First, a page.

Embroidered Quilts from the Adithi Collective
text via University of Illinois at Chicago:
Exhibit at the Library of the Health Sciences, during October and November, 2003*
Adithi is a private, nonprofit organization dedicated to assisting women. Adithi’s mission is to empower a diverse group of Indian women living in poverty. The Adithi project is distinctive for its transformation of the traditional kantha (embroidered quilts) into a vehicle for expressing contemporary social and political concerns, including a broad range of health issues.
Since the 18th century, Indian women have made sujuni kanthas or embroidered quilts. This tradition was revived in the late 1980s when the Indian women’s organization, Adithi, joined the Mahila Vikas Samyong Samiti, an organization in the Bihar State, to encourage poor rural women to design, embroider, and sell these kanthas in order to supplement their incomes. The important theme of women’s collective activism appears on many of the quilts and affects the structure of the quilt-making process, where numerous women collaborate to create the designs, embroider, and provide one another community and support. Although they seek to sell their designs, the women have not shied away from difficult themes.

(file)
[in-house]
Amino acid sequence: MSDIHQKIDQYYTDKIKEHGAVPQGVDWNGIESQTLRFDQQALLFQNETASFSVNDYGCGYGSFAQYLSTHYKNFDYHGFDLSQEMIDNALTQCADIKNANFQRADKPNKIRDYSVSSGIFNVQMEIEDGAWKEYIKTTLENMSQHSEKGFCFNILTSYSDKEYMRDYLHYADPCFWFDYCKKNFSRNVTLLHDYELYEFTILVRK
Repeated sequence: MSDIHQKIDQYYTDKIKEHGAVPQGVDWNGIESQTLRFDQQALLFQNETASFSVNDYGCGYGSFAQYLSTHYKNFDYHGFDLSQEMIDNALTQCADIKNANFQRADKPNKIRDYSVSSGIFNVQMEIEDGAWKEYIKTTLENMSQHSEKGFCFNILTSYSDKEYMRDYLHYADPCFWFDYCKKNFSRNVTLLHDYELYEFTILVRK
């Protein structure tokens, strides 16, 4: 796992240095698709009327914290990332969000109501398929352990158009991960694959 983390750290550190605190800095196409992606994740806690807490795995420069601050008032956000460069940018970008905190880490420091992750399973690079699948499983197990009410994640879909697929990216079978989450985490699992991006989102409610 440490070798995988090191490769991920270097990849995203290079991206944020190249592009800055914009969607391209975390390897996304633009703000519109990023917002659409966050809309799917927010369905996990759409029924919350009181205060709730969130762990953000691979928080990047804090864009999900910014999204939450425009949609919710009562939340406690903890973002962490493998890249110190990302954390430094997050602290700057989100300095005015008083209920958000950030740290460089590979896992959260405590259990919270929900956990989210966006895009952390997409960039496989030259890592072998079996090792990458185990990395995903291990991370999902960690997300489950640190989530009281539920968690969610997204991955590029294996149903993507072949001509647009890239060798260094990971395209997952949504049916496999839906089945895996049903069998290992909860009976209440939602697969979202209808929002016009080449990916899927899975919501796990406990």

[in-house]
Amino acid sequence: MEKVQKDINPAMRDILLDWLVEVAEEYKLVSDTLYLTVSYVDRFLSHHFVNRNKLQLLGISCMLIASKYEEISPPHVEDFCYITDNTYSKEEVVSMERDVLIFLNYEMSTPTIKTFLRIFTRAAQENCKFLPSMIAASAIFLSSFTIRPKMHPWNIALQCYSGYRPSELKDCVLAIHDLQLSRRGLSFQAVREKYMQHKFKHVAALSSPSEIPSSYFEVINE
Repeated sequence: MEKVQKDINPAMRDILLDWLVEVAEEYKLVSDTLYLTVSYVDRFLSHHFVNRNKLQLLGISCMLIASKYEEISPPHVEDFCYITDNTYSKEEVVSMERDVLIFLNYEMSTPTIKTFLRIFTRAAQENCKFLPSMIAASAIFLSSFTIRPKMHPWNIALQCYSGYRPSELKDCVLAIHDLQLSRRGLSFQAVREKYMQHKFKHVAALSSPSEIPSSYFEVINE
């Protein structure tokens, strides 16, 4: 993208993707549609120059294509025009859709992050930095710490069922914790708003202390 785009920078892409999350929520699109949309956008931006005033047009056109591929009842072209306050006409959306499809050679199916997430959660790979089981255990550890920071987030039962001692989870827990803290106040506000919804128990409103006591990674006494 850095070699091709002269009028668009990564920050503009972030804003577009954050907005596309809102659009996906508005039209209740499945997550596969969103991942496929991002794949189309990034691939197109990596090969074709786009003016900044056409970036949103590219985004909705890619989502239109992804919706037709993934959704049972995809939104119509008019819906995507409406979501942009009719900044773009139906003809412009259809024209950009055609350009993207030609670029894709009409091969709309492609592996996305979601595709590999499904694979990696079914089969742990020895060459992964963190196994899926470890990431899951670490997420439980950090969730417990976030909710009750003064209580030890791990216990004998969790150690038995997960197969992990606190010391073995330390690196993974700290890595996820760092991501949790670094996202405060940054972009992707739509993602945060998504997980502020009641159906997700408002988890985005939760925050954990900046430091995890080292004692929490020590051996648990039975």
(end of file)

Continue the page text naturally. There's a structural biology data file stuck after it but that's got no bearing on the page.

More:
Based near the village of Bhusura, the quilt project has helped support widows, housewives, and the school fees of children, especially girls. The quilts display figures delicately embroidered or appliqued on cotton or locally made silk. Many of the figures are drawn from the lives of the craftswomen, showing their work, their landscape, and their social struggles. Among their topics are women’s work, domestic abuse, rape, forced prostitution. In this exhibit, the kanthas all illustrate the women’s efforts to improve their health care.
For more information see: Sandra Gunning, “Re-Crafting Contemporary Female Voices: The Revival of Quilt-Making among Rural Hindu Women of Eastern India,” Feminist Studies 26.3 (Fall 2000), pp. 719-26.
*countercraft note: After some searching, sadly it looks like this organization is no longer running, but the work it produced is still important and inspiring.